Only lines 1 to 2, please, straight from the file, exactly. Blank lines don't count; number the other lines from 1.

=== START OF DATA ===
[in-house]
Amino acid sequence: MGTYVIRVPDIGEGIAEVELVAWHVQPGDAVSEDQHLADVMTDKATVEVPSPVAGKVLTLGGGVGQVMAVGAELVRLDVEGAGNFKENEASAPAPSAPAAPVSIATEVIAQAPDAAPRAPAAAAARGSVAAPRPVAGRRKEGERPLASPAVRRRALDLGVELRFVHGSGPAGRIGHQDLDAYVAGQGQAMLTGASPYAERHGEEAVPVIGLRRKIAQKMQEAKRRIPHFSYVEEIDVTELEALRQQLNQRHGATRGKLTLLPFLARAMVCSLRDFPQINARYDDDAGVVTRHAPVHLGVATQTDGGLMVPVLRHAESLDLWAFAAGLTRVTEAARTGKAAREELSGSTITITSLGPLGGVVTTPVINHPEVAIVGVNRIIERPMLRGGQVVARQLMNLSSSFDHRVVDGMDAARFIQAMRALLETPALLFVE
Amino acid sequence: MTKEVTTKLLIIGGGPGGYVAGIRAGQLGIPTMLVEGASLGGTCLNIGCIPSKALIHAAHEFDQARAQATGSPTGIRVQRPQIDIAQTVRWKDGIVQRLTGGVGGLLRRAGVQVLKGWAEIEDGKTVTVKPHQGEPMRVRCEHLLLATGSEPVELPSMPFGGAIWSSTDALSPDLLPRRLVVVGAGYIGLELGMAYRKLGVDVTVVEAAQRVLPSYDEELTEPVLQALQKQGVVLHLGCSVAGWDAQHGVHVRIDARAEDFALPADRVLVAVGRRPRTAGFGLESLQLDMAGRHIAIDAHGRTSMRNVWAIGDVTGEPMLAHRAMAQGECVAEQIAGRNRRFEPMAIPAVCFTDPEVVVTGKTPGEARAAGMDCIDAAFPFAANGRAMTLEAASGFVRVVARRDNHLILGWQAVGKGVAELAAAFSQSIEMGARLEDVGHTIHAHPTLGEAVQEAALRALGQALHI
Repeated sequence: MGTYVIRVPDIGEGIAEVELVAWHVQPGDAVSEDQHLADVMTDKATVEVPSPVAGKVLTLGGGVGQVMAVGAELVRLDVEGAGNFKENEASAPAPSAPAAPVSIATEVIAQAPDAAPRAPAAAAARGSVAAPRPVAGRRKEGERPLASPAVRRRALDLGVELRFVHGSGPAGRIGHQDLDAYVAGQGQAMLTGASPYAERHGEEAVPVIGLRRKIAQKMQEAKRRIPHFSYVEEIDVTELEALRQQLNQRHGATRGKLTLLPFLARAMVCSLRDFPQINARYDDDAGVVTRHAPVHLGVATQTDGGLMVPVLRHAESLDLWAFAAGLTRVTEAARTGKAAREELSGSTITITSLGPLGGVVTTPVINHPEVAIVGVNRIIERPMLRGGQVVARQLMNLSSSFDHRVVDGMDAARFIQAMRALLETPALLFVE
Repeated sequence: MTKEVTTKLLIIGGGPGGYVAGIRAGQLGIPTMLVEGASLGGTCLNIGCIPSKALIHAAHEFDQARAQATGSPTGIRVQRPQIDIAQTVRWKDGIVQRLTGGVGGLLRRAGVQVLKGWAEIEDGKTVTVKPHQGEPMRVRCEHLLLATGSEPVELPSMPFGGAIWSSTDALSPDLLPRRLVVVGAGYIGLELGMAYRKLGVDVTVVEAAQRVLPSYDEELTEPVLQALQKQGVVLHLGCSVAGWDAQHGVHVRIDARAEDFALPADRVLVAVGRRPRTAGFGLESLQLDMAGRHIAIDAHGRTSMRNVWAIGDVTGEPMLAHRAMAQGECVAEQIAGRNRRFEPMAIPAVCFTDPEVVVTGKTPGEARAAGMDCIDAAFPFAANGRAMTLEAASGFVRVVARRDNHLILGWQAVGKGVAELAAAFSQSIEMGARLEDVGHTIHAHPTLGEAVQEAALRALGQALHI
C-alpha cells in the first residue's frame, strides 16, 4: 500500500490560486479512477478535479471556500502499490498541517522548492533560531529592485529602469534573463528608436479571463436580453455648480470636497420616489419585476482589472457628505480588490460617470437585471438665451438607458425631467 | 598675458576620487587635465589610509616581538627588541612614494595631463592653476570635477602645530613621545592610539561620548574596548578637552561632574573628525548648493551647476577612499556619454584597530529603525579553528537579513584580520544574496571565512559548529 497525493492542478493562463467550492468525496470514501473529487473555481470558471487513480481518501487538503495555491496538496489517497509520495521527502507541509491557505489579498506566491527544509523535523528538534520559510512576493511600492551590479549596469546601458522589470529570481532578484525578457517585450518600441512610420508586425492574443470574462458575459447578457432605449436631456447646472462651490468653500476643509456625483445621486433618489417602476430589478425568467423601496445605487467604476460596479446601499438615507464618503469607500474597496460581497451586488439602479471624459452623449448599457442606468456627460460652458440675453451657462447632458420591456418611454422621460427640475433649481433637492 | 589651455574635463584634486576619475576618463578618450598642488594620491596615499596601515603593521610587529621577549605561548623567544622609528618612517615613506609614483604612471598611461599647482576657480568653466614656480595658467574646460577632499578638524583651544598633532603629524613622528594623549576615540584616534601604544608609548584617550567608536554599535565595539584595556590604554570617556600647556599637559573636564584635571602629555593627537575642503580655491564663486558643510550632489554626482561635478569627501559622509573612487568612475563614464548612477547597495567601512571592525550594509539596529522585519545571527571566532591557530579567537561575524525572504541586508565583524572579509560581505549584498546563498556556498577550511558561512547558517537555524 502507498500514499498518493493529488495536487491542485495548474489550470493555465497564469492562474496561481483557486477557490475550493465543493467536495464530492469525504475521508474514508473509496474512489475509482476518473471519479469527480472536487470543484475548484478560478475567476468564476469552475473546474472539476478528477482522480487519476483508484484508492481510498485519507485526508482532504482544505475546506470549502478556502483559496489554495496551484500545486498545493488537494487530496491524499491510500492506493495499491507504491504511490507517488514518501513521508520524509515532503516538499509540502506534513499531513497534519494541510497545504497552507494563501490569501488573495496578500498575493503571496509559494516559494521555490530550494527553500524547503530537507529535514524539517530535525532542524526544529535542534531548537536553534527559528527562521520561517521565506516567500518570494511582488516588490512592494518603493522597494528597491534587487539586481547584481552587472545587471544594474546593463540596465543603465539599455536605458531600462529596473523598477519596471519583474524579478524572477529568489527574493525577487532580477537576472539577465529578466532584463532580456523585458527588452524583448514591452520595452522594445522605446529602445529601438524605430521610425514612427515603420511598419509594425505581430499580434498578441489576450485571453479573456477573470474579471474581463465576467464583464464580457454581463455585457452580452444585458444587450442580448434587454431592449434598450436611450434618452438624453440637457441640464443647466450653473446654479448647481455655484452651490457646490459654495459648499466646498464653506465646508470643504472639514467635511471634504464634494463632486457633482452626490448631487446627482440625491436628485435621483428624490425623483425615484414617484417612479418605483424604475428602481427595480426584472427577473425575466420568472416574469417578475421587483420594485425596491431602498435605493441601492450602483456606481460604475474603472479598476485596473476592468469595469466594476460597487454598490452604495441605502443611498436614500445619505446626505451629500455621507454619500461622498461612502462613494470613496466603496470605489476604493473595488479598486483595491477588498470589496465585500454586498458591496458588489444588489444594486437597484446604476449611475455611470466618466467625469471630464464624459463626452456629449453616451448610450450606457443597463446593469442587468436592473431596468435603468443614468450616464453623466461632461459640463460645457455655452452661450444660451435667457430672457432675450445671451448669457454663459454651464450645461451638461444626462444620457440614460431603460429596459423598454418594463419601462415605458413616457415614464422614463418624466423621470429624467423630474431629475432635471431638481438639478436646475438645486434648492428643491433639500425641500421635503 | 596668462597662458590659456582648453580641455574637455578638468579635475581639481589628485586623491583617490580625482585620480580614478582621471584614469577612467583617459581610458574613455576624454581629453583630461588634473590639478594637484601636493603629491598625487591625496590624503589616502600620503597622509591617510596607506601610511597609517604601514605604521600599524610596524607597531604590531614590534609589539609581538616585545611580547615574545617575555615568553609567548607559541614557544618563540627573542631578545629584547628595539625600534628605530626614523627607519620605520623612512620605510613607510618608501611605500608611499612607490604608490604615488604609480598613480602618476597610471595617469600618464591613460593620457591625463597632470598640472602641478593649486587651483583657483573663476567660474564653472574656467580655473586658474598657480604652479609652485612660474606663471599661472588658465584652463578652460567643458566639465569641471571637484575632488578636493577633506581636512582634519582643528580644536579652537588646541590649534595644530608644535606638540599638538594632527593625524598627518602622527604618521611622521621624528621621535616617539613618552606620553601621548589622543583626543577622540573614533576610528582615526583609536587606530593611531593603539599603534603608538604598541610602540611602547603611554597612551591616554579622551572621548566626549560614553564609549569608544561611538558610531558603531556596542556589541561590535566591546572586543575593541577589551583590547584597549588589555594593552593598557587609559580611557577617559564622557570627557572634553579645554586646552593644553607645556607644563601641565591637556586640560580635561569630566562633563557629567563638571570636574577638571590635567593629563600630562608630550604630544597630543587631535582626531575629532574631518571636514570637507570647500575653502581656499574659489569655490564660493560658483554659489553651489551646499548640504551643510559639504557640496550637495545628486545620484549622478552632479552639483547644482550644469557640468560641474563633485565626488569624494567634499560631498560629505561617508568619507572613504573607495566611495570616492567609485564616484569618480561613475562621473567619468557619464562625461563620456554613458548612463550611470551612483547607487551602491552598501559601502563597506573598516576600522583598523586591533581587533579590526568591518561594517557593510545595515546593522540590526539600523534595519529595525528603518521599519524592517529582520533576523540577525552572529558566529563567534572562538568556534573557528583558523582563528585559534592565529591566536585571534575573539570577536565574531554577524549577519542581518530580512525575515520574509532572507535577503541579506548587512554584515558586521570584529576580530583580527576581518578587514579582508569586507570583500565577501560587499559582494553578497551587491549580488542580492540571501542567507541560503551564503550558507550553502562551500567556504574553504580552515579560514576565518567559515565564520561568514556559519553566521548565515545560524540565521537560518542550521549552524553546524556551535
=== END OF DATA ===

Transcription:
[in-house]
Amino acid sequence: MGTYVIRVPDIGEGIAEVELVAWHVQPGDAVSEDQHLADVMTDKATVEVPSPVAGKVLTLGGGVGQVMAVGAELVRLDVEGAGNFKENEASAPAPSAPAAPVSIATEVIAQAPDAAPRAPAAAAARGSVAAPRPVAGRRKEGERPLASPAVRRRALDLGVELRFVHGSGPAGRIGHQDLDAYVAGQGQAMLTGASPYAERHGEEAVPVIGLRRKIAQKMQEAKRRIPHFSYVEEIDVTELEALRQQLNQRHGATRGKLTLLPFLARAMVCSLRDFPQINARYDDDAGVVTRHAPVHLGVATQTDGGLMVPVLRHAESLDLWAFAAGLTRVTEAARTGKAAREELSGSTITITSLGPLGGVVTTPVINHPEVAIVGVNRIIERPMLRGGQVVARQLMNLSSSFDHRVVDGMDAARFIQAMRALLETPALLFVE